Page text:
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USC Football

Spring Wrap-Up: Helton's Heroes, Harrell's Air Raid, and a Young Star

April 17, 2019

It’s all a matter of perspective.

Spring ball is now over and done, and, it could be argued, USC is only a little further ahead of where it started a month and a half ago.

After all, the quarterback battle hasn’t formally been resolved. The running back stable has yet to shake out. There is no defined slot receiver or Predator, and we won’t even get started on the secondary. The return game is anyone’s guess. Mysteries generally abound.

And, yet, there was progress. Each week this spring, this column promised nothing other than snippets of answers – fragments to cling onto and polish and dream upon for the four longest months of the year: The ones bereft of football.

Now, finally, we have some of them. Here are the three biggest successes of the spring, from the band of fresh faces to the highly scrutinized new offense to one star-making performance

Helton’s Heroes

There are very few hard and fast maxims in college football, but here’s one of them: You only get to clean house once.

Matt Kartozian - USA Today
Clay Helton’s fate could very well be in the hand’s of his new assistant coaches.

It’s college football’s nuclear option and Clay Helton pushed the button this spring, if not fully then at least enough to firmly cement 2019 as his last stand. If he’s right – and he needs to get this right – then Graham Harrell, Tim Drevno, Keary Colbert, Mike Jinks, Greg Burns and Chad Kauha’aha’a will save his job. If he’s wrong, someone else gets the luxury of deciding which ones will stick around next season.

The good news is that sextet has acquitted itself about as well as possible this spring. Drevno is hardly a newcomer but this is his first time to place his fingerprints on a Trojan offensive line in five years and the difference is already evident in the group’s precision and discipline. Jinks quickly cemented himself as perhaps the most well-rounded assistant on the team, a true teacher – watch the growth of Markeese Stepp’s hands, to cherry-pick one example – and a tidal wave on the recruiting trail. Burns was much-maligned, a backup plan to a backup plan and a nomad who has made seven stops since his first tenure in Troy, yet has been the surprise of spring for how well the defensive backs have taken to him. Colbert and Kauha’aha’a have comparably gentler learning curves – the former training USC’s most talented position group; the latter, its deepest – but have shown no early warning signs. As for Harrell… well, we’ll get to Harrell.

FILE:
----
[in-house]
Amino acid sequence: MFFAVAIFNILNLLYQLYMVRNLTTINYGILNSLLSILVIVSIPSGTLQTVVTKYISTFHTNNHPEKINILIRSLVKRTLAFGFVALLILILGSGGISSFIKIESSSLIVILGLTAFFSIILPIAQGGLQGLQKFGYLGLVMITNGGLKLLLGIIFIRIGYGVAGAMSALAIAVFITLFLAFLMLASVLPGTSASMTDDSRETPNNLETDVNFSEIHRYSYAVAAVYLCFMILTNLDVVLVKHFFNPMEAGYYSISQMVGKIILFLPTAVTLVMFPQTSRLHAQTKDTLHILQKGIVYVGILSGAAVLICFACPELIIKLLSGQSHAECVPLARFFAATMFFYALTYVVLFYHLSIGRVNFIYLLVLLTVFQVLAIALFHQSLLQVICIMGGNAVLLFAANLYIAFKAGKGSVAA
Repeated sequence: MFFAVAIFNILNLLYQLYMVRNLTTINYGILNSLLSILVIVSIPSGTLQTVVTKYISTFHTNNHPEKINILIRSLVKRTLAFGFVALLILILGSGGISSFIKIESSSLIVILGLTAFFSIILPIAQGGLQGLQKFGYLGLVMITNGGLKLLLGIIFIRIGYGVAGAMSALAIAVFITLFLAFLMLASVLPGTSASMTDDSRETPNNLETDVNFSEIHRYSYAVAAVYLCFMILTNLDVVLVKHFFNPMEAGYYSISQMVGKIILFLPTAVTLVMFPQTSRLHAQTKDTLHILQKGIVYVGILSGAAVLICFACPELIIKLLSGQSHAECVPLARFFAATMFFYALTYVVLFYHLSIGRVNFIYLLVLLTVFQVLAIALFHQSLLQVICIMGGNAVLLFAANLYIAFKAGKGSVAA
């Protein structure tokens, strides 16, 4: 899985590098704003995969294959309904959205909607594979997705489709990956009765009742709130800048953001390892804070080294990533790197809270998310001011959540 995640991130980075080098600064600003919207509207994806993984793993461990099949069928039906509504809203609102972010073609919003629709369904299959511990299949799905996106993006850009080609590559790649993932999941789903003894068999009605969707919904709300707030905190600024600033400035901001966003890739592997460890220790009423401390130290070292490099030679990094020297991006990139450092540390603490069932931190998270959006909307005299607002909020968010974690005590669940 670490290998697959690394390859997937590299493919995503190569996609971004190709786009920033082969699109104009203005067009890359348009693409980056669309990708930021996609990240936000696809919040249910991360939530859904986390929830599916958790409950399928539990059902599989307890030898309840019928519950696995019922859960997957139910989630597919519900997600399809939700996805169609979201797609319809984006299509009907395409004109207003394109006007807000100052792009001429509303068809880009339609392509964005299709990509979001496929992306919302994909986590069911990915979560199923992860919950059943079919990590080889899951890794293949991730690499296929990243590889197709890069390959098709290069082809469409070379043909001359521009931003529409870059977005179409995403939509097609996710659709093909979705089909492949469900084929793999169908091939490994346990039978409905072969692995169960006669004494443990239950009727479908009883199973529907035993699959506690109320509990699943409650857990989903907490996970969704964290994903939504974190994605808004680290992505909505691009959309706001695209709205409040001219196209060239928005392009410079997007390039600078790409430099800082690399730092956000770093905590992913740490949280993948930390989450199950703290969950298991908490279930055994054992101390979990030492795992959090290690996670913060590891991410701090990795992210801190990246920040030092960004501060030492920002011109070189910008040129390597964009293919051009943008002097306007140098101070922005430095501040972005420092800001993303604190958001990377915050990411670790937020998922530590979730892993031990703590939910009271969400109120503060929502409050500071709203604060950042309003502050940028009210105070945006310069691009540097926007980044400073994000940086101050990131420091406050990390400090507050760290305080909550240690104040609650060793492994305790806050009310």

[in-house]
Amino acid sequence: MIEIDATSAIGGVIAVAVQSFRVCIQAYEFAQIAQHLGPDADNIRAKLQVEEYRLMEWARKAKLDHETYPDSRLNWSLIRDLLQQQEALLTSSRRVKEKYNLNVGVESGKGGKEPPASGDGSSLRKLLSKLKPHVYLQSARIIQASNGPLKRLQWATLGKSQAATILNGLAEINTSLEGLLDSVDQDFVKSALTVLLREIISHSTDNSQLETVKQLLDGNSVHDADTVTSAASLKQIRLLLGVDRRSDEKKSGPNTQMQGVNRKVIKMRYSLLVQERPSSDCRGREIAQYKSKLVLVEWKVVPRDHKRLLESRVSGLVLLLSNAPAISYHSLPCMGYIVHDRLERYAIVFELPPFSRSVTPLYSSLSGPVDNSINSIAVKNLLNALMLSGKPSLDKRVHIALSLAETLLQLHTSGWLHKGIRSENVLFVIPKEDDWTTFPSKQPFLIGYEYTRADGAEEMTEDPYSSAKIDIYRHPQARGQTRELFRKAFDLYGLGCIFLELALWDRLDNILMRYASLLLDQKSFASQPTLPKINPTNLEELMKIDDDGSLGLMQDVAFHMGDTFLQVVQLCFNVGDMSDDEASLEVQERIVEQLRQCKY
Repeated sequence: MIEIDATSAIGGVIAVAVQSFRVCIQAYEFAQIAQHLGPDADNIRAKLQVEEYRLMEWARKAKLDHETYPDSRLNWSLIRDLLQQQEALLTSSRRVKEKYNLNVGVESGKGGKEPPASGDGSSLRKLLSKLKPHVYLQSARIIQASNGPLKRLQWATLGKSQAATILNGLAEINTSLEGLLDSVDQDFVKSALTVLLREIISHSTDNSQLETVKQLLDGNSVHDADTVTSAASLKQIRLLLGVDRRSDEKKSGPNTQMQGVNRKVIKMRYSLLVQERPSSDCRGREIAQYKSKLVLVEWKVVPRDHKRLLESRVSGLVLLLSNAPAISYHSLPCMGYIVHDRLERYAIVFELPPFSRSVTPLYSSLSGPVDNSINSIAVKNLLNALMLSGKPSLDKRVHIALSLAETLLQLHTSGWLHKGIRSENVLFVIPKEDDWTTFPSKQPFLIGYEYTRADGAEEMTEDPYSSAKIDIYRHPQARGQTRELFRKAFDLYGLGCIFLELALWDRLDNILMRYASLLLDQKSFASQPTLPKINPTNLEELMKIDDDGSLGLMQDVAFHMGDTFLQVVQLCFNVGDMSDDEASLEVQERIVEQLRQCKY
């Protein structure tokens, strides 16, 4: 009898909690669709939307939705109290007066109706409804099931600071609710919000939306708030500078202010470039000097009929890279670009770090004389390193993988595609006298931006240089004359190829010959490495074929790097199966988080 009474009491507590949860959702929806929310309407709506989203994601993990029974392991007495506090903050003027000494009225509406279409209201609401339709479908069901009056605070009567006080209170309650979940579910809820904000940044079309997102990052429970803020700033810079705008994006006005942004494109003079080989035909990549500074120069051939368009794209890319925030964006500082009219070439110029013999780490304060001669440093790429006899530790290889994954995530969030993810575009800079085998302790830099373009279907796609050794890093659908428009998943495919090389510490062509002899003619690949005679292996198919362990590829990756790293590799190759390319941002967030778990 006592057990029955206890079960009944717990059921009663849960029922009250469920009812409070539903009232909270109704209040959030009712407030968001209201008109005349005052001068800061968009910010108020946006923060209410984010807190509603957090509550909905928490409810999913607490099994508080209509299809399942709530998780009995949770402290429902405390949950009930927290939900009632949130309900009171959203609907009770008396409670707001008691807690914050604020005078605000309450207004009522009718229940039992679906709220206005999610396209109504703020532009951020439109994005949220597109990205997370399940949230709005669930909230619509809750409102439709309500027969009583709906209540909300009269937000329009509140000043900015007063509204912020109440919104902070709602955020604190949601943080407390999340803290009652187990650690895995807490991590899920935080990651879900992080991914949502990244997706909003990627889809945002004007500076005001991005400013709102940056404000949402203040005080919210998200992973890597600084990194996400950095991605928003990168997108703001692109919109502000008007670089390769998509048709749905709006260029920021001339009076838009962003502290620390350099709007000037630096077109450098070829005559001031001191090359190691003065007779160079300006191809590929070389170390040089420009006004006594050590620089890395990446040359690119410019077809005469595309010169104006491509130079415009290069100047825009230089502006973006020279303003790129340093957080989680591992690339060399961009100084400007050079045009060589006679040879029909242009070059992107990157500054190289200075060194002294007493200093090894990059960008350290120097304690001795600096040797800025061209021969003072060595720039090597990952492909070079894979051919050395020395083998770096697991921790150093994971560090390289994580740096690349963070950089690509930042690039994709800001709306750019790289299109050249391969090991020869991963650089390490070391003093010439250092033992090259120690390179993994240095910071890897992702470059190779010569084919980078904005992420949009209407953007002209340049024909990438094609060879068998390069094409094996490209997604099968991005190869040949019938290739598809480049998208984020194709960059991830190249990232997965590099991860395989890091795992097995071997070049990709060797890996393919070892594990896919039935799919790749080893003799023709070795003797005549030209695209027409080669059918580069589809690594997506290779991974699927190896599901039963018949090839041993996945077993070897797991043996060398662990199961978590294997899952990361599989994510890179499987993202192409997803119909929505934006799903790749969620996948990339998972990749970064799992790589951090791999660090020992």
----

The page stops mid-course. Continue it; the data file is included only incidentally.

We won’t know until the season how much of these positive vibes are white noise versus the genuine article. But, at least in some cases, we have anecdotal evidence to point at for genuine improvement. And, overall, as our Scott Schrader has noted before, there is a buzz and a feel that things are trending in the right direction. If nothing else, the team hasn’t quit on Helton. That, alone, is a crucial first step.

All Hail Harrell?

Every week, we talk about Graham Harrell’s offense, so I’ll understand if you’re too overstuffed on Air Raid content to make your way through this section.

But we – all of us here at Trojan Insider, the USC media writ large, the fans, the coaches, the players, everyone – do it for two reasons.

Trojan Insider